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06/07/2010

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I think you better give credit to Sally. I'm pretty sure she originally introduced the topic.

That's a beautiful quote. Of course, it makes me want to read more than I have time to read.

I really need to write about Mary Karr, too.

AMDG

I don't suppose you remember what post it was on, do you? Or roughly when? Presumably sometime not too long before June '09.

No, I can't even find anything on Sally's blog and I know she's written about her. Well, the name of her blog is from a Pitter poem.

AMDG

That phrase happens to be in one of the 2 dozen or so poems I read. Right at the moment I can't recall the context (don't have the stuff with me).

I think I said I liked her a lot! I don't think I've ever written much about her, if anything, just thought about her. The credit really does go to Dale - I have this memory of chiming in with a "Me, too," when he mentioned her.

I am with you in liking "minor" poets, or at least modest and unsung ones. Mid/late-20th-century England seems to have been full of them. My favorite of the lot by far is Charles Causley, who died in 2003 or -04, I think -- not too long after we left, at any rate. He had a fairly distinguished reputation, actually, but lived a modest, quiet life as a schoolteacher in the Cornish town of his birth. While many of his poems are strikingly good, others are probably too "small" in their subjects or too interior to be really "great," I suppose, though I tend to like them anyway.

I don't recall having read Causley. But I used to have an anthology of British poetry since 1945 (or something like that), a little Penguin paperback which I bought in the '70s, so it only covered 25 years or so, and there were a number of poems in it that I really liked by people I'd never otherwise heard of. I wonder if he might have been in it...

One of these days I'm going to write about Phyllis McGinley, who has some really good stuff, usually fairly light but often enough revealing something unexpected.

Well, after searching through the archives I have come to the conclusion that we have never discussed Ruth Pitter, even though Maclin, Sally, presumably Dale, and I remember it. In fact, I'm about convinced that Ruth Pitter never existed.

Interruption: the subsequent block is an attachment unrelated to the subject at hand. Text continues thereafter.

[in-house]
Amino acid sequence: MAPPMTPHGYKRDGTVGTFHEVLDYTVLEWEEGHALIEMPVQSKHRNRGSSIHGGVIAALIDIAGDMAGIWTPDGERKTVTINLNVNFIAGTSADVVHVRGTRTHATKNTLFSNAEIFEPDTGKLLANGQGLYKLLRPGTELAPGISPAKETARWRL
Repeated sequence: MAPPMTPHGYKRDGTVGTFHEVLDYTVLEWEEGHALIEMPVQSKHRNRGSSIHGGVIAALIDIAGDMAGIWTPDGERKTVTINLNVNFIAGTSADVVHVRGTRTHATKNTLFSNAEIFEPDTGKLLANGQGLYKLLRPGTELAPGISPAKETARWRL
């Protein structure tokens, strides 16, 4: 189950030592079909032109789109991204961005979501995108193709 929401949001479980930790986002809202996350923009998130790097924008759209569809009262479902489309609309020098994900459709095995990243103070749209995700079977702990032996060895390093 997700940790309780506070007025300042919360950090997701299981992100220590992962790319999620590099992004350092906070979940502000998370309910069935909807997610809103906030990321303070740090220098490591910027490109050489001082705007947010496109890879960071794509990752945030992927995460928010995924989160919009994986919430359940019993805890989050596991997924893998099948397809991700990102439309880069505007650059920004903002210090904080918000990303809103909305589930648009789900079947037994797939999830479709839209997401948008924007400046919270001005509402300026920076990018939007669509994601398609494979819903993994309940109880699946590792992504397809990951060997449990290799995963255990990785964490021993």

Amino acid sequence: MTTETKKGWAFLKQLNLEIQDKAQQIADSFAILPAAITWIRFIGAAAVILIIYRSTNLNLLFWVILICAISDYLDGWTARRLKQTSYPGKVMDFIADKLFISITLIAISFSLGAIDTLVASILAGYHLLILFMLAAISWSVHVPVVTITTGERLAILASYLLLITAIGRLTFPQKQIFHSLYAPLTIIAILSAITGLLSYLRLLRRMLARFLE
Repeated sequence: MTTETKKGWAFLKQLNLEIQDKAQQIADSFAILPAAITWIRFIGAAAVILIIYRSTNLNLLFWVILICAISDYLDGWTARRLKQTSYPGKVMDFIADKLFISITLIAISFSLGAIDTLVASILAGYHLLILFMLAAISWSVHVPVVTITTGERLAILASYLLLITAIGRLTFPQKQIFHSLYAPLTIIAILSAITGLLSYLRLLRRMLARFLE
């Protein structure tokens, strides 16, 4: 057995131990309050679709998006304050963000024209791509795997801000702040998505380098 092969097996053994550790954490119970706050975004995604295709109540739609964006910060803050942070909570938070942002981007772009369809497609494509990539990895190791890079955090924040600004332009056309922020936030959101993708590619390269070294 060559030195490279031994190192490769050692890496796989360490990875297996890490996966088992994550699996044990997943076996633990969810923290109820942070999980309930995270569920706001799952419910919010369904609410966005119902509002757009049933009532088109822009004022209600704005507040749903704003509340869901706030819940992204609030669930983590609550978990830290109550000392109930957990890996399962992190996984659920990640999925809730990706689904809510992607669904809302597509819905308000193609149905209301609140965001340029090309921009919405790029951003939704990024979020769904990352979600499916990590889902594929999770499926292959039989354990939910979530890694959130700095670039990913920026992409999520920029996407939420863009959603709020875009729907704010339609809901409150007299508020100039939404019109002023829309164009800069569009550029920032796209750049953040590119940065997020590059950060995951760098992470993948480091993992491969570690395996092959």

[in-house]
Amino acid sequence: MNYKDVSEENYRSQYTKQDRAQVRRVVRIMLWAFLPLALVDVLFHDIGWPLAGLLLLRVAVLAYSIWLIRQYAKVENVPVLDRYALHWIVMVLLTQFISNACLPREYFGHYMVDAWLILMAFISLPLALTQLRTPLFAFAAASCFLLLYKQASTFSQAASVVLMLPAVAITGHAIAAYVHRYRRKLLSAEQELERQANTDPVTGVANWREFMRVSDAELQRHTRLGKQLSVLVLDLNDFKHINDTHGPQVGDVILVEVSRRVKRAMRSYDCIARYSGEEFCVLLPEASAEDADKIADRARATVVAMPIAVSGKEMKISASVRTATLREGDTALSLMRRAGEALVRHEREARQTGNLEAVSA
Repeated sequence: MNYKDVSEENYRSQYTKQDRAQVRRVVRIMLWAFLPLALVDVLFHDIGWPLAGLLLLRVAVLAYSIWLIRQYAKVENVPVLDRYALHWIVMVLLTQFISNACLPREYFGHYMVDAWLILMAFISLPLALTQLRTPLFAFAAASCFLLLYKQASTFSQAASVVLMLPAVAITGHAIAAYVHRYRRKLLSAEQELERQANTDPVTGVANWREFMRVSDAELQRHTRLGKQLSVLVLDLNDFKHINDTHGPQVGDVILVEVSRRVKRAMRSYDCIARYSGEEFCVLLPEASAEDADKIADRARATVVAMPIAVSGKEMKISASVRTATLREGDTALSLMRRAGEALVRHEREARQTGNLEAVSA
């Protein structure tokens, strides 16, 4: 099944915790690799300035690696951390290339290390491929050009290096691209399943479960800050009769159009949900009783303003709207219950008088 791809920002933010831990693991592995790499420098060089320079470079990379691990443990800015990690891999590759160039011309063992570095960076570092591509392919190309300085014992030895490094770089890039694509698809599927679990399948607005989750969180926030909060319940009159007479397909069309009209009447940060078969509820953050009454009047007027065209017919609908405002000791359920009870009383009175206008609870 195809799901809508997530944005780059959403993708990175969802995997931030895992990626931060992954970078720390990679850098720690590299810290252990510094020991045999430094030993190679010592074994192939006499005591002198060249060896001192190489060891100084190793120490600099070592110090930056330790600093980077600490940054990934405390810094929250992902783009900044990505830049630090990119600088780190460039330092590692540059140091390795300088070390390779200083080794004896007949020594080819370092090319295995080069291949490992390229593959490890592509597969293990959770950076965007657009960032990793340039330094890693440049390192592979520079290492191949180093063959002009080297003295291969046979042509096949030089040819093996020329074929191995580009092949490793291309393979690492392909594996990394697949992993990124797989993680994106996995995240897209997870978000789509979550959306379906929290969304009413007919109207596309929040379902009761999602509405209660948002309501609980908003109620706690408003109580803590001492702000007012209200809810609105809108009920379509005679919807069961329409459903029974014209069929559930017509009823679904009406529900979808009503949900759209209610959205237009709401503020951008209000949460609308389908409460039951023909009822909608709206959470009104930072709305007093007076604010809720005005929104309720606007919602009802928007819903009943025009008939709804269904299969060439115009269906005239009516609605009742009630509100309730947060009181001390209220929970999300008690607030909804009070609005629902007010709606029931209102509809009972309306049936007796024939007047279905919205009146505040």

AMDG

Well, don't start singing "Strawberry Fields".

I know that you know that if you really didn't want me to sing it, you shouldn't have deposited it in my head.

Sally, I really love those Causley poems that I have read on your website. I didn't realize that he was a 20th C. poet.

AMDG

I keep meaning to look Pitter up -- thanks for the reminder. I don't read as much poetry as I should and I've been trying to remedy that. About a year ago I decided to keep a paperback of Wordsworth in my glove compartment so that if I'm ever stuck somewhere with nothing to read it'll always be there.

Recently I've discovered John Clare via the English essayist Ronald Blythe, who writes wonderful journal-type pieces on English country parish life, and is the chairman or something of the John Clare Society. In one of his books Blythe uses excerpts from Clare's "Shepherd's Calendar" to head each section, and I liked them enough to buy a Clare 'selected poems' collection.

I've been meaning to go back to Masefield too, whom I liked a lot when I was younger but haven't read in a long time. And there are a couple contemporary poets I've wanted to sample, whose names escape me at the moment.

Pitter, Lewis, Owen Barfield and others were admirers of George Rostrevor Hamilton's small book The Tell-Tale Article.

GRH did a statistical study and found that modernist verse is characterized by exceptionally frequent use of the word "the." The effect is often to convey a drab sense of the familiarity and even banality of something, a sense supposedly, yet not really, shared by poet and reader. Since I generally don't read these poets, I will concoct an example of the sort of thing: